Urban development and changes in the urban landscape; the extension of the Louvre axis in Paris

The development of the present axis from the Louvre to La Défense is an example in which conservation and development is integrated and still plays a major role in the structure and the functioning of the city.
This linear structure, now more than 10km long, did start in the Louvre and has been extended since the Louvre got included in the city walls.
The Jardin des Tuileries designed by Carnesse, an Italian landscape architect who worked for Catharine de Medici (later was redesigned by Le Nôtre for Louis XIV in the 17th century) was the first extension of the axis westbound. Originally being a garden for the Louvre and the palace of the Tuileries, it was opened to the public just before the French Revolution. The Champs Élysées is almost two km long and originally was an extension of the axis of the Jardin des Tuileries. In the 17th century it was enlarged and developed into a large boulevard. The Arc de Triomphe was built in the 19th century and in the 20th century the axis of the Champs Élysées was extended towards La Défense. Mitterand initiated a project to erect a new arch, this time for humanity which was called 'La Grande Arche'. The creation of the 'Grand Louvre' after the Ministry of Finance and Economy moved to Bercy, was the most recent addition and change. The Caroussel gardens and the Tuileries were redesigned by Jacques Wirtz, a Belgian landscape architect, who won the international competition.
The case of the 'axe historique' shows that historical structures can be used in contemporary situations. This axis shows three transformations since it has been established by Le Nôtre as the axis of the 'Jardin des Tuileries'. First there was the creation of the Champs Élysées in the 17th century, secondly the extension to westbound and the creation of the Arc de Triomphe in the 19th. Finally in the 20th century it was extended towards La Défense and the 'La Grande Arche' designed by Spreckelsen, a Danish architect.
During the entire course the line of the axis has given opportunities for development and changes, yet keeping its character and role in the urban structure of the metropolis. The development of the world exhibitions with the creation of the Grand Palais, Petit Palais and the axis to the Eiffel tower was finished in 1889. A century later the La Défense was built and the 'La Grande Arche' and finally the creation of the 'Grand Louvre' with the extension of the pyramid as the new main entrance and the redesign of the gardens by Jacques Wirtz. In all cases the historical axis remained a historical line and was even strengthened and enhanced by changes and new developments. New elements were inserted while maintaining the historical continuity.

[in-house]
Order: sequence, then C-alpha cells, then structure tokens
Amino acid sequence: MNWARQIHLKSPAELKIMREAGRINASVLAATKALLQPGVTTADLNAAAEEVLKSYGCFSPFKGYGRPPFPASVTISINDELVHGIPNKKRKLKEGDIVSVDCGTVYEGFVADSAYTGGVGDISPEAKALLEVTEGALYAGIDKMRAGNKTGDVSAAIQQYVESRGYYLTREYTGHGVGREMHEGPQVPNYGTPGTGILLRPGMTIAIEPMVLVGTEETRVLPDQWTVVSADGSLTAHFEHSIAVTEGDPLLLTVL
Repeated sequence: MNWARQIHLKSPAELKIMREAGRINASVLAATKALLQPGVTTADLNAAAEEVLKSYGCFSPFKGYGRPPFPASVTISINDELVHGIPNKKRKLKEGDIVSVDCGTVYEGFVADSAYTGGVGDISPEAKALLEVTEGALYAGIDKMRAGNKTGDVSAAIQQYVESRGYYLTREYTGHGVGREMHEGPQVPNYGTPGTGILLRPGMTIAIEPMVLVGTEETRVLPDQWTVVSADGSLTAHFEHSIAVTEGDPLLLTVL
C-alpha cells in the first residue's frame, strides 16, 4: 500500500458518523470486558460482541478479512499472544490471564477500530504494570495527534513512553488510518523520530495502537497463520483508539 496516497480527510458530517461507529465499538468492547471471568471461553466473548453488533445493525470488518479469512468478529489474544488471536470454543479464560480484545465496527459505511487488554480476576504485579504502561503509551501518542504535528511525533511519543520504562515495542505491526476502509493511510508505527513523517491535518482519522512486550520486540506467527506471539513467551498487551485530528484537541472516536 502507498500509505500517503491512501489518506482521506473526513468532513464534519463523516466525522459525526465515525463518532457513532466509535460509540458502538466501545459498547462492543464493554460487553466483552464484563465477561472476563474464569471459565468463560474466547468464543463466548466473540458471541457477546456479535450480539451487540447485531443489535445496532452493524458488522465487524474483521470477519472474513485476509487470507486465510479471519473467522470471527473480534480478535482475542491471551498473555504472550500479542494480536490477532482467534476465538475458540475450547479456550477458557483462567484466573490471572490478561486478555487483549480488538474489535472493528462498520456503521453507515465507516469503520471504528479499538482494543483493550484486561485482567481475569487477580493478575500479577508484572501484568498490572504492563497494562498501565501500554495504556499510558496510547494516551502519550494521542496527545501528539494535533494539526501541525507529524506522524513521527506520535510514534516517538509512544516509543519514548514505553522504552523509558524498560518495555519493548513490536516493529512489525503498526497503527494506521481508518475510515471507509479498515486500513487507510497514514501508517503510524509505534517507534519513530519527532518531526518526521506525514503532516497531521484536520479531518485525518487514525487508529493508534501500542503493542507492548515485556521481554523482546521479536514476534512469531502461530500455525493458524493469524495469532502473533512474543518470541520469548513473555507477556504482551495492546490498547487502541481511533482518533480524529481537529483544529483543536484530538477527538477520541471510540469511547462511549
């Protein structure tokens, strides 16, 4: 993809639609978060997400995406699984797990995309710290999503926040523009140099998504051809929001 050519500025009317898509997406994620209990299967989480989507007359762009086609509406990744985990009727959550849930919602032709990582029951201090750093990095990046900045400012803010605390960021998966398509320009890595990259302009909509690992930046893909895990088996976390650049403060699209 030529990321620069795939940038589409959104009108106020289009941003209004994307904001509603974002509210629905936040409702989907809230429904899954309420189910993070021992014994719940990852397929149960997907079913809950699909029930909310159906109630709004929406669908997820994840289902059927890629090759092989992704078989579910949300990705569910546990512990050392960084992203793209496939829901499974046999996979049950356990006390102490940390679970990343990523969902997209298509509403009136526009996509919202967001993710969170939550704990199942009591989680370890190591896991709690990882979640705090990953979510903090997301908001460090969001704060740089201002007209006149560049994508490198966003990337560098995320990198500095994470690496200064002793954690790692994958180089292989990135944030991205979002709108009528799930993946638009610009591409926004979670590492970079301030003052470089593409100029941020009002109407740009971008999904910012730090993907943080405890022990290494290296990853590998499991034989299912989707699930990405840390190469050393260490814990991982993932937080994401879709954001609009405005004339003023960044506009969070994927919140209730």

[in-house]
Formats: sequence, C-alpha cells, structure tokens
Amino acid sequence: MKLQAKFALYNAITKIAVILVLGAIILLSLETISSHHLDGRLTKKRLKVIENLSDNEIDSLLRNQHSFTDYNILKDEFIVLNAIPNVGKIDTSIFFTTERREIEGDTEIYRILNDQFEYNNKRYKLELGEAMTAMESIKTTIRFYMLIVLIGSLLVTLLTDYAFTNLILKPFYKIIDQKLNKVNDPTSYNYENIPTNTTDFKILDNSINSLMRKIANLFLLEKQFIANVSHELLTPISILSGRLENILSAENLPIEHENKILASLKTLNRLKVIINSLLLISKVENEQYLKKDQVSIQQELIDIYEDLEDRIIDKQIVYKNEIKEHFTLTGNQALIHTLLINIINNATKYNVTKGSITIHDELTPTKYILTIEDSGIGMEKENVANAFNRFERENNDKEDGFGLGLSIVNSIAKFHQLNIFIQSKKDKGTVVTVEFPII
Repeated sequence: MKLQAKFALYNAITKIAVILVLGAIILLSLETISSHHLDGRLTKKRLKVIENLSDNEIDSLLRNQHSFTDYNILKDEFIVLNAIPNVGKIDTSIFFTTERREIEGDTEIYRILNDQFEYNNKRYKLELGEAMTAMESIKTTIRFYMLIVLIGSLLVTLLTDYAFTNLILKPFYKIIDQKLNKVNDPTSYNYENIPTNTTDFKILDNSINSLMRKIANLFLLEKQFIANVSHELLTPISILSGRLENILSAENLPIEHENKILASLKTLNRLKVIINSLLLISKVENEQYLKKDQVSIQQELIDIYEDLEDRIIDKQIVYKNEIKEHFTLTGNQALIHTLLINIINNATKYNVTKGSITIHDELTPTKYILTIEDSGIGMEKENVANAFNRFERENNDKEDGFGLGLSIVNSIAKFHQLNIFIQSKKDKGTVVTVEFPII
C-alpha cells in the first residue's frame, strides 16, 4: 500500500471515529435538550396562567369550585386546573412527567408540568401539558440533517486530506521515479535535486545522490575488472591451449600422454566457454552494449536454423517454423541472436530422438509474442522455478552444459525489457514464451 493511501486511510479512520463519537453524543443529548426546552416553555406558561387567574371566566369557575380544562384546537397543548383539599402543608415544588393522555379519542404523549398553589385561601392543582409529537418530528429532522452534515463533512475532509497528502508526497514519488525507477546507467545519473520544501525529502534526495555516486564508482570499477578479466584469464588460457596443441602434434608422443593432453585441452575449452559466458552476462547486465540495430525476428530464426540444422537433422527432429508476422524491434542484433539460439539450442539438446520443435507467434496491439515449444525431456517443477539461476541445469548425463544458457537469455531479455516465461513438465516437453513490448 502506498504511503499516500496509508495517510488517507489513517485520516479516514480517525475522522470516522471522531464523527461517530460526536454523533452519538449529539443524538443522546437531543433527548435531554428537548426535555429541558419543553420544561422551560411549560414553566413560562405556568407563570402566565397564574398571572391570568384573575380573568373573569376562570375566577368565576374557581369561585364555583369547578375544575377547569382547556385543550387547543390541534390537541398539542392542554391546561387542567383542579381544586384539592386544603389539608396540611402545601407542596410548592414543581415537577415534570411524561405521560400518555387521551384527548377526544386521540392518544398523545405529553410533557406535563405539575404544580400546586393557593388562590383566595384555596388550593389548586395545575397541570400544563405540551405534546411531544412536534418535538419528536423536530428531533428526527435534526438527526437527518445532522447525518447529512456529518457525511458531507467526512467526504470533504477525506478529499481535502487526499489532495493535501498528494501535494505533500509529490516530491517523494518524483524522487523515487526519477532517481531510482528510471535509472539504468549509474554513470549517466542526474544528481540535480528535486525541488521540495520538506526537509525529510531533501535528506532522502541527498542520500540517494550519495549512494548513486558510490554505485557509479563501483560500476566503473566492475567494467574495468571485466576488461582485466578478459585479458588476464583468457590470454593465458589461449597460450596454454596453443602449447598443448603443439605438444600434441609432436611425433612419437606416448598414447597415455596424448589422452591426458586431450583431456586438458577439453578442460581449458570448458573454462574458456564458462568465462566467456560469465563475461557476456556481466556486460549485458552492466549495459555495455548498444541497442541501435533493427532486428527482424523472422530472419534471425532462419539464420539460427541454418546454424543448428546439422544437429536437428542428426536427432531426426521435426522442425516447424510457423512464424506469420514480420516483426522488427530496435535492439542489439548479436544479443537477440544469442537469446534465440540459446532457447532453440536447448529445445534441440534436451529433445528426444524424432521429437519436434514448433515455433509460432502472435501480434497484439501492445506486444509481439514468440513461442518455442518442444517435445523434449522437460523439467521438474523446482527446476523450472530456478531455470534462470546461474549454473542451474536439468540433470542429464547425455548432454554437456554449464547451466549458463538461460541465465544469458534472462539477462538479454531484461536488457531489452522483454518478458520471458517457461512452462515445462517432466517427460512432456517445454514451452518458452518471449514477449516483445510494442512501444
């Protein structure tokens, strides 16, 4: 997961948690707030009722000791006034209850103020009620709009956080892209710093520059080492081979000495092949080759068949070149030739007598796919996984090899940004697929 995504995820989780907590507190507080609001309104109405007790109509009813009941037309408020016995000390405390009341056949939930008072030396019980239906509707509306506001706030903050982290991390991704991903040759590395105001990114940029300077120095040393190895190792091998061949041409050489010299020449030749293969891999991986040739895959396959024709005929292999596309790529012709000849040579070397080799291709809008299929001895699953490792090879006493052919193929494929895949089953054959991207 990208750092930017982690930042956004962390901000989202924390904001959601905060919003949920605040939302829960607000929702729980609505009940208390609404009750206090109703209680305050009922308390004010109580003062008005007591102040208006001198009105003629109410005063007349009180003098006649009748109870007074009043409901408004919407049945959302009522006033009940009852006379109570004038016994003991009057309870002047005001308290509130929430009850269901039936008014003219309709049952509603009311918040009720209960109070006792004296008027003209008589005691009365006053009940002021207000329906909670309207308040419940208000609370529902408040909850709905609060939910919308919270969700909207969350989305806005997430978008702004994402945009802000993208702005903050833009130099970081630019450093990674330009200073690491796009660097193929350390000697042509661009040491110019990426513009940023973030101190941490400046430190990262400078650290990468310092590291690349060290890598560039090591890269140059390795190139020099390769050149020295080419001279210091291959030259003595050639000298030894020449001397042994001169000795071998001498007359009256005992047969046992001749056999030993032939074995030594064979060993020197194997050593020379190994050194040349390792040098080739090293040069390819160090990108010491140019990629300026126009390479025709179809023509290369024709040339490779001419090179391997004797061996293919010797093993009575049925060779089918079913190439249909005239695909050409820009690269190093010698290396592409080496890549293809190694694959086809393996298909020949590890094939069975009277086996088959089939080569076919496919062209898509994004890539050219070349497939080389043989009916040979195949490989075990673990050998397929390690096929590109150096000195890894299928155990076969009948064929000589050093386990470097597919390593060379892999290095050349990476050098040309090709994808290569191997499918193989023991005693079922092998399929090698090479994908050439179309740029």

In all three cases the concept of structure plays a major role. In the case of Stowe the ensemble of house and gardens is related to the structure of the topography defined by watercourses, valleys and historical buildings in the surroundings. New view lines and approaches of the ensemble were created on the basis of an existing structure. In Rotterdam, the Afrikaanderplein was part of a changing context of the surrounding urban fabric. First the creation of the new ports on the left bank demanded new large housing projects close to the ports for the workers. Now, while the port of Rotterdam is moving westbound and the port logistics are largely mechanized and computerized very few workers are needed in the port. Most of the people now living around the Afrikaanderplein are no longer working in the port, hence a new situation of role and function made necessary the redesign of the square. Place, location and orientation in the existing urban fabric remained and have been incorporated into the design of a new urban square where separation of certain functions play a key role. In the case of the historical axis that started at the Louvre, we see a continuous change and adding, extending new elements over time. Yet the historical axis remains readable and can be experienced; it has even been enhanced by the subsequent design interventions.

/read the rest of this post in issue No.35/